88 Sleeper St • 617 426 2722 • $$$
This colorful fish shack is most congenial in the summer, when diners sit outdoors at picnic tables, but there’s also indoor seating with a cozy wood-burner for chillier days. Most of the local fish – cod, haddock, tuna, halibut, clams, and crab – are so fresh that they need only the most simple preparation.
The Seaport flagship (see Legal Harborside) of the Legal Sea Foods chain makes dockside dining chic. You’ll find a no-frills, casual dining room, oyster bar, and a traditional fish market on level one; there’s fine dining featuring beautifully prepared fish on level two; while level three offers a four-season rooftop lounge and bar, with retractable glass roof and walls, serving ocean-fresh sushi and cocktails. All three spaces come with a stunning harbor view.
Exceptionally fresh choices from the raw bar vie for attention with dishes from the expertly prepared dinner menu. Choose an old favorite, such as clam chowder, or a more daring dish like Spanish octopus with hazelnut romesco. The simple dining room of this restaurant (see Neptune Oyster) ensures that the food is the focus of attention. Reservations are not accepted so arrive early and be prepared to wait for a table – it’s worth it.
3 Mechanic St • 617 723 6273 • Closed L Mon • $$$
Mare specializes in Italian coastal cuisine. Begin with the raw bar or a trio of crudos, then savor a classic seafood pasta dish or grilled fish – or indulge yourself with a decadent lobster roll on brioche, along with a plate of fries. A few meat dishes are also available. To accompany your meal, enjoy a cocktail or glass of wine from their enticing drinks menu.
15½ Fish Pier • 617 423 2705 • $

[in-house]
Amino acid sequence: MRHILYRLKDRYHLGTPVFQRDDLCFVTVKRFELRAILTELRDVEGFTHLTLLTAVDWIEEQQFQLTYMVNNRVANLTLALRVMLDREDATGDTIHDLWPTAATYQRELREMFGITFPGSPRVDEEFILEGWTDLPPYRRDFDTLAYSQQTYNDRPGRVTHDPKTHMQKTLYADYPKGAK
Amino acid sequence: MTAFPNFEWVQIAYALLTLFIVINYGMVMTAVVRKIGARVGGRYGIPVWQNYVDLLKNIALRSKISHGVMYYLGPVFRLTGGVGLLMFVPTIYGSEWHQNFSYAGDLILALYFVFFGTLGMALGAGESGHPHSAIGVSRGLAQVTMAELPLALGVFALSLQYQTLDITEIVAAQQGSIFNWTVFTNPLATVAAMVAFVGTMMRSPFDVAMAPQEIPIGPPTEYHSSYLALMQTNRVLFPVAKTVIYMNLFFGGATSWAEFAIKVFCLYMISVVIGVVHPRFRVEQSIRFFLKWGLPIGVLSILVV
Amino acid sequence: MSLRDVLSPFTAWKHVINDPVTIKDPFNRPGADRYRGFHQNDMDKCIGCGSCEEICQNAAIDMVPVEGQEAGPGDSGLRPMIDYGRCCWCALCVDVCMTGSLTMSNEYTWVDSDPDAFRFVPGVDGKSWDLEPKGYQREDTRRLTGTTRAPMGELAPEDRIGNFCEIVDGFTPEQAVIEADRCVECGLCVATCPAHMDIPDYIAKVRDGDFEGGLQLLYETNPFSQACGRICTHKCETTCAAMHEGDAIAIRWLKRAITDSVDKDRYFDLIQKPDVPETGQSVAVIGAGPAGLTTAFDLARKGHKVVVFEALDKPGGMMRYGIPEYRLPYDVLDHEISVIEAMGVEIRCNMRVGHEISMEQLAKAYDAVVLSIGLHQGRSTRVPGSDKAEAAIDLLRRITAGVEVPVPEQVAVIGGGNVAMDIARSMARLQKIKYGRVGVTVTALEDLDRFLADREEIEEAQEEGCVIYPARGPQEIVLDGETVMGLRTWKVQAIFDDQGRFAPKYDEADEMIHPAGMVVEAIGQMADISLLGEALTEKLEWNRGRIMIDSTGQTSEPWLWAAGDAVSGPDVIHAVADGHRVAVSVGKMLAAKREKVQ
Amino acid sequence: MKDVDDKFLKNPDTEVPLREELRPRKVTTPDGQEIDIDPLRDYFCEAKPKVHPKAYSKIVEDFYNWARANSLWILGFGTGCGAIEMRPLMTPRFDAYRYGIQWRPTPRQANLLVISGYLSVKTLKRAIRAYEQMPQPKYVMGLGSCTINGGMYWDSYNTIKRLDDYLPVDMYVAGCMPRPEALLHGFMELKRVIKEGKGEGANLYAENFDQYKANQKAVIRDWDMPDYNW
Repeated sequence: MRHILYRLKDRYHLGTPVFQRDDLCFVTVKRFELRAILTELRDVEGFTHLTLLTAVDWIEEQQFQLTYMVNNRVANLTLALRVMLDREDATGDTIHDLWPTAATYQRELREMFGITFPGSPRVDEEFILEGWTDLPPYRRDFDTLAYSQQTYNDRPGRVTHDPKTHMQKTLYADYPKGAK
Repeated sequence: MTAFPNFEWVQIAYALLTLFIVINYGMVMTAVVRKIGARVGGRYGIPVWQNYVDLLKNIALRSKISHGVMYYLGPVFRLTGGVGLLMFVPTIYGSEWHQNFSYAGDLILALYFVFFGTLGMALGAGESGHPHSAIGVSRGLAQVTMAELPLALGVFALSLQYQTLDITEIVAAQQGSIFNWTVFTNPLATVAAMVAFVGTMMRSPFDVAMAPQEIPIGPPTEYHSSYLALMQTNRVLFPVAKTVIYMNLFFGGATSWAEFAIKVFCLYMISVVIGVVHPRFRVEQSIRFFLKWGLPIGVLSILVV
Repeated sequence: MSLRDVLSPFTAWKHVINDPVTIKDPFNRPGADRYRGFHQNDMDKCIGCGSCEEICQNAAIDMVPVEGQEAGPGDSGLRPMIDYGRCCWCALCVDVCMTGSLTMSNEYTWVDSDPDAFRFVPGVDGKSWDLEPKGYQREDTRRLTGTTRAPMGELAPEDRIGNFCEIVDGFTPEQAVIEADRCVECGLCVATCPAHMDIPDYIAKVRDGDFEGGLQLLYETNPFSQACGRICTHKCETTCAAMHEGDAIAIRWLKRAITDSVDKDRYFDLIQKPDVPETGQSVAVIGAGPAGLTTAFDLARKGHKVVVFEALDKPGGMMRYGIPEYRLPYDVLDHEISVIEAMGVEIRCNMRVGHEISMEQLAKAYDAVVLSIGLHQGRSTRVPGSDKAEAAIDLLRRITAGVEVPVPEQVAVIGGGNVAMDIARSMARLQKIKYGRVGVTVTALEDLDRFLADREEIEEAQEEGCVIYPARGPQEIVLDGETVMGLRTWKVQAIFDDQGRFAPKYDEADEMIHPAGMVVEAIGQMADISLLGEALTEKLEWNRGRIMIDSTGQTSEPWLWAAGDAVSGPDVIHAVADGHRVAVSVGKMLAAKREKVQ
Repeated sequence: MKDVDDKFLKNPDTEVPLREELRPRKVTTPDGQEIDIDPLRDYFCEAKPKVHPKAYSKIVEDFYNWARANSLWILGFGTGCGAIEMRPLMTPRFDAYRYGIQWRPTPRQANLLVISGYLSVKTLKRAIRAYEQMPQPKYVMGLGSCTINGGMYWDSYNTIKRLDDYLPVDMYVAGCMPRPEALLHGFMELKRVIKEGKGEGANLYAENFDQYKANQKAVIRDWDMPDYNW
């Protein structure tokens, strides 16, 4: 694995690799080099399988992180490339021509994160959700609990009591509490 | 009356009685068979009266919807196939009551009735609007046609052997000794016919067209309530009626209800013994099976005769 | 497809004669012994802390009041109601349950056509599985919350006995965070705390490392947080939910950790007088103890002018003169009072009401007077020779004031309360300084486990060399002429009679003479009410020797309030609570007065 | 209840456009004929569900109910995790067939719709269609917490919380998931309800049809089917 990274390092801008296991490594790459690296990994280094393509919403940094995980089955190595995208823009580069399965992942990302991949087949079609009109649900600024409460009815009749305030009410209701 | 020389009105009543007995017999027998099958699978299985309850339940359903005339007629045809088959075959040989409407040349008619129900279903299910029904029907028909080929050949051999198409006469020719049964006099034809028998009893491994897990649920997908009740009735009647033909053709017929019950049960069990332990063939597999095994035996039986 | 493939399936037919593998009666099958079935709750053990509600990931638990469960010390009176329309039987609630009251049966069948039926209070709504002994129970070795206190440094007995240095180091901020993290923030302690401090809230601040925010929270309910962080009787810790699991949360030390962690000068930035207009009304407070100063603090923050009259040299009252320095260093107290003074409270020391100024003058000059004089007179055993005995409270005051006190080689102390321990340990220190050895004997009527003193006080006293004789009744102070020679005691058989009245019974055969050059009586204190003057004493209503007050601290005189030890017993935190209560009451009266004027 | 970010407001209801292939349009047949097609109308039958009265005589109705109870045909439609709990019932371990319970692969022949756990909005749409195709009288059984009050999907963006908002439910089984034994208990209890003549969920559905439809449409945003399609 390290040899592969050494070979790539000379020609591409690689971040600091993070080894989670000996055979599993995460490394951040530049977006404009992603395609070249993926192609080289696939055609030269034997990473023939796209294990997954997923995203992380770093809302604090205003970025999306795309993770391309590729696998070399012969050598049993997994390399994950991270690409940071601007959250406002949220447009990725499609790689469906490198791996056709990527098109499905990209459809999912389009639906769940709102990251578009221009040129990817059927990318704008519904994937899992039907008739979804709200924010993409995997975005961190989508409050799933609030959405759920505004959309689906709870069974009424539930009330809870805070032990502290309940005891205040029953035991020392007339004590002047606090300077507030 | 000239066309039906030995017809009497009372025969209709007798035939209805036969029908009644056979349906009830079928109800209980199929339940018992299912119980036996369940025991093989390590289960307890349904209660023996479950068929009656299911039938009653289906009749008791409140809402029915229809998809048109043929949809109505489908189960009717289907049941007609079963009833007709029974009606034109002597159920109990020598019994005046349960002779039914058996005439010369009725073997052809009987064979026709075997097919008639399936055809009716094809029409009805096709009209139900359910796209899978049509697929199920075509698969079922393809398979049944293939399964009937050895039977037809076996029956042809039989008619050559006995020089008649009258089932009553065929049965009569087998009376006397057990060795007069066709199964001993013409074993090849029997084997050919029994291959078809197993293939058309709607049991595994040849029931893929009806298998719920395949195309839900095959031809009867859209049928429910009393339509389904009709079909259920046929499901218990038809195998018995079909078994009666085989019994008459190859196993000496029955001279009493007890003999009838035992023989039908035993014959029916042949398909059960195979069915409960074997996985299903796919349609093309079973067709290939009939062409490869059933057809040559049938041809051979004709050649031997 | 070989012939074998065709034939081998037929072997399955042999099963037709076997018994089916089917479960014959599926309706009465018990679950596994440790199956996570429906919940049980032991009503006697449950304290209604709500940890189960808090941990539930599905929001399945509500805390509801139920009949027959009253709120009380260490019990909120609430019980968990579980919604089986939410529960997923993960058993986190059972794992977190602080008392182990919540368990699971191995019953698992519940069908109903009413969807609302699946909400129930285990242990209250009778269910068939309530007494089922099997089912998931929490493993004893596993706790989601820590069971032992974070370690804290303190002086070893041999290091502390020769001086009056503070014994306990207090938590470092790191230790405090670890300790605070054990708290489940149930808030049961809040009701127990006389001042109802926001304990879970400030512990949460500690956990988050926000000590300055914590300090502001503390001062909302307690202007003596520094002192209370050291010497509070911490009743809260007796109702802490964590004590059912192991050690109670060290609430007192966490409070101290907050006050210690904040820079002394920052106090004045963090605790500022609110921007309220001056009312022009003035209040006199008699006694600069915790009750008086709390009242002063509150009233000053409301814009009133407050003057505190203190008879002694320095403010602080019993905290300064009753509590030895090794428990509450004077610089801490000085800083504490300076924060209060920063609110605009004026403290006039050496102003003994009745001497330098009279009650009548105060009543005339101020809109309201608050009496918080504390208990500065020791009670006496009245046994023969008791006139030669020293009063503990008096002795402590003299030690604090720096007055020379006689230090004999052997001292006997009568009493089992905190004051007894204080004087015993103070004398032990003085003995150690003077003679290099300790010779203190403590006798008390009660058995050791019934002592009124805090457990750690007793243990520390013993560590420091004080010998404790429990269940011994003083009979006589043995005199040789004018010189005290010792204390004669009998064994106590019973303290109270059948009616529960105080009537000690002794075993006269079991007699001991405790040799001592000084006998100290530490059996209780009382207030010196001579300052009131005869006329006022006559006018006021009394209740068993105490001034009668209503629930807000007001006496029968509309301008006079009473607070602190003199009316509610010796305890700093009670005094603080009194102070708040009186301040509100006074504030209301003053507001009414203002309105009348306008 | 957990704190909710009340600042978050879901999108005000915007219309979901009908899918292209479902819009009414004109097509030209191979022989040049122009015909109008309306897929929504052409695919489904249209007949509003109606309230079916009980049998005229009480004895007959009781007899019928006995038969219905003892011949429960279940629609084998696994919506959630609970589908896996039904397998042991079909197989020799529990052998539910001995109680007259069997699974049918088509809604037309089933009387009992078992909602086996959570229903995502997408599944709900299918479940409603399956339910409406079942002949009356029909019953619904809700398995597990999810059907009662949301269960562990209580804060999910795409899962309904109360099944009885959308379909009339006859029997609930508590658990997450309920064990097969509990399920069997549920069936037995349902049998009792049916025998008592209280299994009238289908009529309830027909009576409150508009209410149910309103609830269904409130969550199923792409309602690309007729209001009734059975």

Fish Pier’s only restaurant has an intimate relationship with the fishermen who both sell their catch to, and eat at, this bare-bones place. The very basic menu consists mostly of fried fish, while the great chowder is full of what fishermen call “trim” – chunks of whatever has been caught, boned and trimmed that day.
Combining Japanese tradition and American invention, this elegant restaurant (see O Ya) proves that good things come in small packages. Offering both sweet and savoury dishes, half the menu is sushi and sashimi, and the other half meat and vegetarian. With six chefs at work, each bite-sized portion is exquisitely executed. Ask for the omakase (tasting) menu and let the excellent head chef Tim Cushman wow you with a culinary tour de force.
550 Tremont St • 617 423 0550 • $$$
This brightly lit underground seafood spot is both oyster bar – there are a dozen varieties ready to be shucked at any moment – and seafood bistro.
15 Northern Ave • 617 423 5500 • Closed evenings • $
A family-owned business located right on Fort Point Channel, Hook is primarily a broker that supplies lobster to restaurants throughout the US. However, they also cook lobster, clams, crab, and some fin fish on the spot. Take your order, sit on the sea wall, and chow down. Many visitors find it the best place to eat good, reasonably priced seafood.
50 Dalton St • 617 867 9955 • Closed L Mon–Fri Nov–Mar • $$
Boston celebrity chef Jasper White literally wrote the book on lobster, but he’s just as adept with wood-grilled fresh fish and delicate fried shellfish. A fabulous raw bar and colorful summer fish-shack atmosphere match well with the extensive beer list. It’s a great place to bring kids who like to crack their own crabs.
500 Commonwealth Ave • 617 532 5300 • Closed L Mon–Sat • $$$
Partly owned by the Duxbury oyster farm of the same name, this upscale yet casual restaurant excels at shellfish (including eight varieties of New England oysters) and does great things with fin fish, too. Their seafood casserole brings together shrimp, lobster, clams, scallops, and cod in a single delectable bowl.